How much less effective are publicly assigned lawyers? (by Artemij Cadov)

Air pollution and house prices (by Moritz Sporer)

Female Role Models for Potential Economics Students (by Stefanie Buda)

Predicting Effects of Carbon Pricing on US Electricity Production (by Daniel Dreyer)

A macroeconomic study of credit booms and busts (by Thomas Clausing)

The impact of emmission trading on green innovation (by Arthur Schäfer)

Social Spillovers in Movie Consumption (by Lara Santak)

Building Codes and Energy Efficiency (2 versions, by Simon Hertle and Lisa Eilts)

Gasoline Prices and Consumer Behavior (by Melina Klenk)

Technological Progress and Fuel Economy of Cars (by Marius Breitmayer)

Experiment zu sozialen Netzwerken und Vertragserfuellung (by Fabian Zeiher)

Long-Term Effects of Communism in Eastern Europe (by Benjamin Markert)

How can Scandinavians tax so much? (by David Hertle)

An interesting case study of a bank run (by Joachim Plath)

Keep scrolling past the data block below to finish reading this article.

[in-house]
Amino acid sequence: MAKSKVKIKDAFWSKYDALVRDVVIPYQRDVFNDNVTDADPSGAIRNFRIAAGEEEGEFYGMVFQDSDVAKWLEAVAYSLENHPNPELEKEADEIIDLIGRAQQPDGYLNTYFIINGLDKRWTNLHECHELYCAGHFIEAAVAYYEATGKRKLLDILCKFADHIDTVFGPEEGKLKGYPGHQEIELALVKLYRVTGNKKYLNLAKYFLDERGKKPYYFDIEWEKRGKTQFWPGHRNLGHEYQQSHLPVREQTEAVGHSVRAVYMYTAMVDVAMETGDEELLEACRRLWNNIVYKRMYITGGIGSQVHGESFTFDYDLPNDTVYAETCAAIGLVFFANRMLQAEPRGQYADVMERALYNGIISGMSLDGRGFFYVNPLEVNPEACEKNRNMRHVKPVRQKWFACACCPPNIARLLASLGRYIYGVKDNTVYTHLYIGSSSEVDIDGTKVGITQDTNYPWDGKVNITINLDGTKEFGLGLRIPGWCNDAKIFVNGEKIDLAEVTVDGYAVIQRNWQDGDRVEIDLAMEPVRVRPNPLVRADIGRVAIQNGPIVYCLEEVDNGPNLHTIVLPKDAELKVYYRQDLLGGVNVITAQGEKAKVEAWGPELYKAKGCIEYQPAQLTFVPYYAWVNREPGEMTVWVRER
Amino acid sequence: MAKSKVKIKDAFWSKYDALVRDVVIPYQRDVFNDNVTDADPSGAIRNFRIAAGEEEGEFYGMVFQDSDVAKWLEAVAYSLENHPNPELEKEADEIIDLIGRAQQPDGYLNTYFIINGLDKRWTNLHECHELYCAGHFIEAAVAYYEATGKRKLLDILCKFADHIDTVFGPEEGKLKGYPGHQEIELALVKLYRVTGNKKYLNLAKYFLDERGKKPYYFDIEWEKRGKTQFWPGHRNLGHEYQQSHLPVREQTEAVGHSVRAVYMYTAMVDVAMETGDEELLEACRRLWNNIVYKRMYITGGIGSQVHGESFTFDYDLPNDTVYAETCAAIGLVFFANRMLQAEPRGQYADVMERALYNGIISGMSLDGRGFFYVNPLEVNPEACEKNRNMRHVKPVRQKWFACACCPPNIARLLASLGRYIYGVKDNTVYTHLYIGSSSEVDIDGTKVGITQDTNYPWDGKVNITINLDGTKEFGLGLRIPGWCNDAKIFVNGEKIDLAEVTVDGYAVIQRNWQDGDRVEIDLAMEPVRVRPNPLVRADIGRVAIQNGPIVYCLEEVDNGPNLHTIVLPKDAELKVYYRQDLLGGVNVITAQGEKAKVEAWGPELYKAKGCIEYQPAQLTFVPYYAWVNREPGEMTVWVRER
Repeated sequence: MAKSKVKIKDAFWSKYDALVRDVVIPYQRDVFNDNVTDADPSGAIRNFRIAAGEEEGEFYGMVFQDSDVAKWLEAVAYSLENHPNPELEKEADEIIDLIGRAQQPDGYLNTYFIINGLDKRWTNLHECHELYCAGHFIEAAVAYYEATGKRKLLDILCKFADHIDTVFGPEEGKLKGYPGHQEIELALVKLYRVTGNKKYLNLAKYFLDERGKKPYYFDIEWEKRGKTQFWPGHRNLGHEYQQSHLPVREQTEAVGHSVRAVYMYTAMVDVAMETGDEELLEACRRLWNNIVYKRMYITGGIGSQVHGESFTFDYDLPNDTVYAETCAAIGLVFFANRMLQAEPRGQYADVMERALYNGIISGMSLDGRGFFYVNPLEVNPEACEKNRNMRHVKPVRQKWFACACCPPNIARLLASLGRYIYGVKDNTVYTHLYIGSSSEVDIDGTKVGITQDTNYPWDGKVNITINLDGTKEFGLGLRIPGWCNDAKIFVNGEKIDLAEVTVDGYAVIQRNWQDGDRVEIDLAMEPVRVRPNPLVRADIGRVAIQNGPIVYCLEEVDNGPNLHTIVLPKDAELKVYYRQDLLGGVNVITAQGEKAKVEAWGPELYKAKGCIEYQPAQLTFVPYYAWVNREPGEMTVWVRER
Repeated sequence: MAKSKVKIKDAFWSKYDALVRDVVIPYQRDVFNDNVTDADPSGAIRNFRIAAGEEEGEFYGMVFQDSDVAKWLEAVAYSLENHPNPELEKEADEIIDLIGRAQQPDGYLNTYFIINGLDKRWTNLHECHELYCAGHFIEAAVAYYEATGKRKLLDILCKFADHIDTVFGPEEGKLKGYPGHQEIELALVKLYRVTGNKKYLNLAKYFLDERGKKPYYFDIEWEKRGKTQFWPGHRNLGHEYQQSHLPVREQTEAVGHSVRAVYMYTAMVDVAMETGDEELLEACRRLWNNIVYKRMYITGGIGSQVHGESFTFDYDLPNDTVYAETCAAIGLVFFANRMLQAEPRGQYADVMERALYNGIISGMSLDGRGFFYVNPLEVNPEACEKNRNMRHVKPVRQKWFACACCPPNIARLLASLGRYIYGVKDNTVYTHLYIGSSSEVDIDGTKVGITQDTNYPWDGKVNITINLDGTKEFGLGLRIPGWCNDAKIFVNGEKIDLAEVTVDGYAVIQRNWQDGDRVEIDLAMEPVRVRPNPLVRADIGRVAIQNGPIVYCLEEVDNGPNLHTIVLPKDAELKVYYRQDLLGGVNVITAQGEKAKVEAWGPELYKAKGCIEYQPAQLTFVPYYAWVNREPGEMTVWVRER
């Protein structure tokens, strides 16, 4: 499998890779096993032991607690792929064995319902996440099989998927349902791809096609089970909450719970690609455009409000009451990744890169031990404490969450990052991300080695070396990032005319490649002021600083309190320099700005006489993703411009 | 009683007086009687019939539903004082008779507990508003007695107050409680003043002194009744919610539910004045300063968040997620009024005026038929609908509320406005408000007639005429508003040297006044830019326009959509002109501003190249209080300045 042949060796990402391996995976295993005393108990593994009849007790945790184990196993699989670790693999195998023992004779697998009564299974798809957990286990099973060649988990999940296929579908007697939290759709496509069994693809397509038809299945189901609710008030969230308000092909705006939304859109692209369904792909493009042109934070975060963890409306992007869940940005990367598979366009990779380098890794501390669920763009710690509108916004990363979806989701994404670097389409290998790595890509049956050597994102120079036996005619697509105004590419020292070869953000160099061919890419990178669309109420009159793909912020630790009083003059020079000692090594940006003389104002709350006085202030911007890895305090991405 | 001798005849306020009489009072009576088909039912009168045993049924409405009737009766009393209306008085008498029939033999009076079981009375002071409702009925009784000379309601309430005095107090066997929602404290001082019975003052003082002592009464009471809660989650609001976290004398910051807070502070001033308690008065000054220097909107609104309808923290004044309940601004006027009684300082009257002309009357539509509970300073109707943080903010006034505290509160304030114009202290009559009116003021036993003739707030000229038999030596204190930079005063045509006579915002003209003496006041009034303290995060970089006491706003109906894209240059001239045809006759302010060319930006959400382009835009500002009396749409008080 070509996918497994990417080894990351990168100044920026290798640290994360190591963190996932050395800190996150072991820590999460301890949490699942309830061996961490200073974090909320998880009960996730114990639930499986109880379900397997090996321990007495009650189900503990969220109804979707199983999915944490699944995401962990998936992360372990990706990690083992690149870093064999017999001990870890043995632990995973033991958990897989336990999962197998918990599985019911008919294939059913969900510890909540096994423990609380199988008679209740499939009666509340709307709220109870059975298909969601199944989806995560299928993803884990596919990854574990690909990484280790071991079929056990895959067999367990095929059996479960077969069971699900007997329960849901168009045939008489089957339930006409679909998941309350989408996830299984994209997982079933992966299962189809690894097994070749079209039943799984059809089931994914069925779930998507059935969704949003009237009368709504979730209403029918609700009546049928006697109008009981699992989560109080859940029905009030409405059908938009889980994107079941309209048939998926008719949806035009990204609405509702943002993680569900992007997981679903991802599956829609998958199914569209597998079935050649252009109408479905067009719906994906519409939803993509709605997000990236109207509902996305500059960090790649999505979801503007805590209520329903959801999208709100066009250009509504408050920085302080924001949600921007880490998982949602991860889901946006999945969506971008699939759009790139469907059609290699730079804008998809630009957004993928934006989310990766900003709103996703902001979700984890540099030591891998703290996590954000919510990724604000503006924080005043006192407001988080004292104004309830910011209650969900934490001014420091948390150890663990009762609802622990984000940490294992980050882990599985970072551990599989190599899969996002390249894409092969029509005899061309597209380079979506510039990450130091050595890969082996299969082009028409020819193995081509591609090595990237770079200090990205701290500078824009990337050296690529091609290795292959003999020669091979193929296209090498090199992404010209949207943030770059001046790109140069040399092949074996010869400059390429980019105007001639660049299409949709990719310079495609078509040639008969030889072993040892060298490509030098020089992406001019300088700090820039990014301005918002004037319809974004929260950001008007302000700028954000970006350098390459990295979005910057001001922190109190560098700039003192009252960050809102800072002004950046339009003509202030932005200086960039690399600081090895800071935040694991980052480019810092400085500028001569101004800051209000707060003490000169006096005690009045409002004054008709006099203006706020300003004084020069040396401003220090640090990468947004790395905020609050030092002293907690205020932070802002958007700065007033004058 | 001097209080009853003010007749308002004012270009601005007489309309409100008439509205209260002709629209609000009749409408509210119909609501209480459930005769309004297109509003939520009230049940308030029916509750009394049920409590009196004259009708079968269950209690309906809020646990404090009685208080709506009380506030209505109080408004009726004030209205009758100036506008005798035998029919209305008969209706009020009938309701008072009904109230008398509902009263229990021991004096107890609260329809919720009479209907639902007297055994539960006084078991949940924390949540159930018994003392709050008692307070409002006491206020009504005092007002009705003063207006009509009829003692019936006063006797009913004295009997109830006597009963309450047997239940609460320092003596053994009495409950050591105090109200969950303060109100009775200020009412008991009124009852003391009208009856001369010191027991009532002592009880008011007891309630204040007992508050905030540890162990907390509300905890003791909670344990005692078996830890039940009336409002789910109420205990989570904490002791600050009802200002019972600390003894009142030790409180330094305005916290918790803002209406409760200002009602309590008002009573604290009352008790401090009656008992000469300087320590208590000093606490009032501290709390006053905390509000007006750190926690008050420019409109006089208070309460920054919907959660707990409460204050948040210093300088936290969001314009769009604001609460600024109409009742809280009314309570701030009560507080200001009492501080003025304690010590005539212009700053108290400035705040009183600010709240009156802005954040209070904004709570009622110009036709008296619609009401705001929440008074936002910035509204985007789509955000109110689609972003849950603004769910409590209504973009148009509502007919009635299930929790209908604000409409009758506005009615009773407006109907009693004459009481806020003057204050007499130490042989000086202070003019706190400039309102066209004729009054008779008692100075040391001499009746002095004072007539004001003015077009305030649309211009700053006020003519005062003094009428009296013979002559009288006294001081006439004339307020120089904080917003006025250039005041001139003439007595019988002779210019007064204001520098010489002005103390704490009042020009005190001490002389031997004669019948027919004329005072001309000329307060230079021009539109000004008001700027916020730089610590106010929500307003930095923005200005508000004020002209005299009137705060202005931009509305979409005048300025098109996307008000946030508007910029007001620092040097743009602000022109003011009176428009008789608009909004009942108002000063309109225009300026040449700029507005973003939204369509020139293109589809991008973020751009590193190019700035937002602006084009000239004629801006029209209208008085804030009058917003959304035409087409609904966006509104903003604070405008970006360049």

Courses that use RTutor problem sets

If you a have course that uses RTutor that you want to share, just send me an email and I add your course to the list!

  • Two courses from me: Empirical Economics with R and Market Analysis with Econometrics and Machine Learning. Both consists of online shiny apps with videos and quizzes and many RTutor problem sets.

  • Jade Benjamin-Chung from UC Berkeley School of Public Health has created with RTutor online tutorials for an introductory R course for epidemiologists. If you click on a tutorial the corresponding RTutor problem set can be directly solved on There is no need to log in.